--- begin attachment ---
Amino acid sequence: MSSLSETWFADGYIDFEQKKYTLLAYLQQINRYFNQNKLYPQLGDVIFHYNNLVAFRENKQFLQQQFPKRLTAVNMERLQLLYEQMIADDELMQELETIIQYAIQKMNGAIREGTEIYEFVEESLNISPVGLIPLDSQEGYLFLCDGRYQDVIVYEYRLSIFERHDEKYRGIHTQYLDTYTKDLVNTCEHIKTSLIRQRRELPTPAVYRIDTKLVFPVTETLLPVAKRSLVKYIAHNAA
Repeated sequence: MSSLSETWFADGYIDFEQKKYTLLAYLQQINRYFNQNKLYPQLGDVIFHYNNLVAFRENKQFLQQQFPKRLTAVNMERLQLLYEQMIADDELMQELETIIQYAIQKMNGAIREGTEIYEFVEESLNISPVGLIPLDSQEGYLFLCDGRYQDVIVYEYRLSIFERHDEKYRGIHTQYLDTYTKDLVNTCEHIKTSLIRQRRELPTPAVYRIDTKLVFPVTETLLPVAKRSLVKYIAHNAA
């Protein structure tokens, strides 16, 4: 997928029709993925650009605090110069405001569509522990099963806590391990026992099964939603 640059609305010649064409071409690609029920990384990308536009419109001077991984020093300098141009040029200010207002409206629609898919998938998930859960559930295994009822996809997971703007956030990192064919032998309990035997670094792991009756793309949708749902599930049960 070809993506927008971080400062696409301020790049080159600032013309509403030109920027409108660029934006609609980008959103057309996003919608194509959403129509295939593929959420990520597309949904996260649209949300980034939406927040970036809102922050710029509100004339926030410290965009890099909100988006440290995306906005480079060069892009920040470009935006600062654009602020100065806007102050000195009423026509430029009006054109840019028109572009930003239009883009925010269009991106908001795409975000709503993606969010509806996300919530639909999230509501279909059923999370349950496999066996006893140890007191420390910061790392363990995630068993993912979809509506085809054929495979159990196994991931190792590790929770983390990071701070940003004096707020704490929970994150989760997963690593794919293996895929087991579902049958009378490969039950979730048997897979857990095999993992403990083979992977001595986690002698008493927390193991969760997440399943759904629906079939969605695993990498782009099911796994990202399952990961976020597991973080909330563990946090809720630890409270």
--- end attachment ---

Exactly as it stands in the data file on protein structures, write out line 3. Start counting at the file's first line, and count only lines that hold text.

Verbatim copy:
């Protein structure tokens, strides 16, 4: 997928029709993925650009605090110069405001569509522990099963806590391990026992099964939603 640059609305010649064409071409690609029920990384990308536009419109001077991984020093300098141009040029200010207002409206629609898919998938998930859960559930295994009822996809997971703007956030990192064919032998309990035997670094792991009756793309949708749902599930049960 070809993506927008971080400062696409301020790049080159600032013309509403030109920027409108660029934006609609980008959103057309996003919608194509959403129509295939593929959420990520597309949904996260649209949300980034939406927040970036809102922050710029509100004339926030410290965009890099909100988006440290995306906005480079060069892009920040470009935006600062654009602020100065806007102050000195009423026509430029009006054109840019028109572009930003239009883009925010269009991106908001795409975000709503993606969010509806996300919530639909999230509501279909059923999370349950496999066996006893140890007191420390910061790392363990995630068993993912979809509506085809054929495979159990196994991931190792590790929770983390990071701070940003004096707020704490929970994150989760997963690593794919293996895929087991579902049958009378490969039950979730048997897979857990095999993992403990083979992977001595986690002698008493927390193991969760997440399943759904629906079939969605695993990498782009099911796994990202399952990961976020597991973080909330563990946090809720630890409270």